Google+
Close
Rusher to Retirement
A columnist's exit interview.


Text  


This week, National Review’s former publisher William A. Rusher wrote his final syndicated column. National Review Online’s editor, Kathryn Jean Lopez, marks the occasion by talking to him about writing and the Right.  

KATHRYN JEAN LOPEZ: Why quit your column now? Can you really resist writing about politics?

WILLIAM A. RUSHER: Thirty-six years of writing columns about politics is a lot. If, in the future, something inspires me to take a swing at some subject, I will do so, and send the result off to National Review. But I doubt it will happen very often.

LOPEZ: What do you make of Barack Obama?

RUSHER: Obama is a serious leftist — the first, I think, ever to reach the presidency — and thwarting him will keep conservatives busy indeed. However, the country as a whole doesn’t share Obama’s serious leftism (nor do most of the Congressional Democrats), and he will have a hard time imposing it.

LOPEZ: Reading a lot from both the Left and Right today, one gets the impression that during the early days of NR, the magazine and WFB were just loved by the Left. That Goldwater was a libertarian and social issues weren’t high on his agenda. That arguments weren’t as heated and “uncivil” as they sometimes seem or are characterized today. Is any of that true?

RUSHER: I wouldn’t say the early NR was “loved” by the Left. But it was welcomed, at first, simply because it kept the political pot boiling. I think you are absolutely right about Goldwater. He was an instinctive conservative, especially on the issue of Big Government, but he certainly wasn’t a “movement conservative” (more’s the pity!). I think the level of incivility hasn’t changed much between Left and Right. In the early days, it may have sounded meaner, because conservatism was just establishing itself as a force. But you seem to think it’s meaner today.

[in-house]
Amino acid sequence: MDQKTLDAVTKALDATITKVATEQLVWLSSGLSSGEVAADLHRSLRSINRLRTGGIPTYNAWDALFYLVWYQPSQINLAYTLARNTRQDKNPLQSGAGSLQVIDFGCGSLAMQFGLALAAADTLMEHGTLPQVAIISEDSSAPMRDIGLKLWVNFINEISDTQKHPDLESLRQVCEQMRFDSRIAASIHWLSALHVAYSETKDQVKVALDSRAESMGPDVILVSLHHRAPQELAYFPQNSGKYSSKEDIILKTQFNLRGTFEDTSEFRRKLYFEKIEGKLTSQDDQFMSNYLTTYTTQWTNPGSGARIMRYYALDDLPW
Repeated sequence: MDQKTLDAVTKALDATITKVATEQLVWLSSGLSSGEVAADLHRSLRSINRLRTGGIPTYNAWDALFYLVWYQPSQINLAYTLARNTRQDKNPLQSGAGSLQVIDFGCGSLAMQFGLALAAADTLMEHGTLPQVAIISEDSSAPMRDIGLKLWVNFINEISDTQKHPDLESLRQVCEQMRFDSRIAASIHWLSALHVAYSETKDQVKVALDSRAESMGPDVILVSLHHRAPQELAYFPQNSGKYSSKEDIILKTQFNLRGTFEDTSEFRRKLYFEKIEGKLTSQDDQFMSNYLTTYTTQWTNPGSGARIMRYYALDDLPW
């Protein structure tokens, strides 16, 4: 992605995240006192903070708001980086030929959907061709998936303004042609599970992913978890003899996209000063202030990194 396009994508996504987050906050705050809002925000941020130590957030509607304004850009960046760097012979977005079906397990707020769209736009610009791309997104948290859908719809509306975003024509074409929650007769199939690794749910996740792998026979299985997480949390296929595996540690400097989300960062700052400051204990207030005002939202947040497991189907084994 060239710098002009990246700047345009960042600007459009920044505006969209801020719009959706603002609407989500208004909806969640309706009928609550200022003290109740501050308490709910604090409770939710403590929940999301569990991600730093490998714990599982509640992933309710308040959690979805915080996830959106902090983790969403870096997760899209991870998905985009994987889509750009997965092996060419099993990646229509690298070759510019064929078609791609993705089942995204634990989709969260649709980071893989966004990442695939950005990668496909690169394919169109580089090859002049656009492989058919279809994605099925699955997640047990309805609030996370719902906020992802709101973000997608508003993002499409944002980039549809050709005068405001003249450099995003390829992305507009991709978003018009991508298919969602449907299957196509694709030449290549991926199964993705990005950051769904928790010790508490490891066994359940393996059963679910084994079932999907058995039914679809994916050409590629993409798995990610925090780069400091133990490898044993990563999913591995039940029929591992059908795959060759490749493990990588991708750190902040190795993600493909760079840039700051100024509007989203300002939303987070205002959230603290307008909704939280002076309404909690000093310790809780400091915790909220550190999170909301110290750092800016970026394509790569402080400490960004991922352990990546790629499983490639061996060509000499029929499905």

LOPEZ: What did you enjoy most about regular column writing?

RUSHER: I enjoyed writing a column because I was obsessed by politics. (Je n’aime pas beaucoup les femmes, ni le jeux, enfin rien, Napoleon said. Mais je suis tout à fait un homme politique.)

LOPEZ: What do you miss most about Bill Buckley?

RUSHER: What I miss most about Bill Buckley is his tremendous verve. He was truly a vital force.

LOPEZ: Ronald Reagan: Did the man make the moment or did the moment make the man?

RUSHER: Reagan personally made the conservative movement a far more influential force than I think it could ever have become without him. He personified its idealism, and clothed it in a sweet reasonableness that people found irresistible. I can’t identify a particular incident, but his general aura was tremendously attractive.

LOPEZ: What should everyone know about Whittaker Chambers?

RUSHER: What people often didn’t realize about Whittaker Chambers was how deeply pessimistic he was. He told his wife, when they left Communism, that they were “leaving the winning for the losing side.”

LOPEZ: Who were the most influential but unknown people in the second half of the 20th century?

RUSHER: Among influential conservative unknowns, I would put high on the list some of the movement’s anonymous financiers — Lloyd Smith, Henry Regnery, Henry Salvatori, etc. — who quietly supported the movement’s stars, like Buckley.

LOPEZ: Do you see conservative stars in the political wilderness right now? How do they come to be?

RUSHER: I don’t know who the movement’s coming stars will be, but they’re out there, and so are its financiers. The conservative movement is far too big, now, to be put out of business.

LOPEZ: You explored third-party territory in the Seventies. Should conservatives consider that today?

RUSHER: My own history makes it clear that I have no overriding affection for the Republican party. If it serves conservatism’s purpose, fine. If it ceases to do so, the hell with it. Something else will. But my own experience taught me the tenacity of an established party, and the GOP has that going for it.

In general, I am an optimist. Conservatism is here to stay, and its analyses of political problems will continue to be our guiding light — and our winning strategy.



Text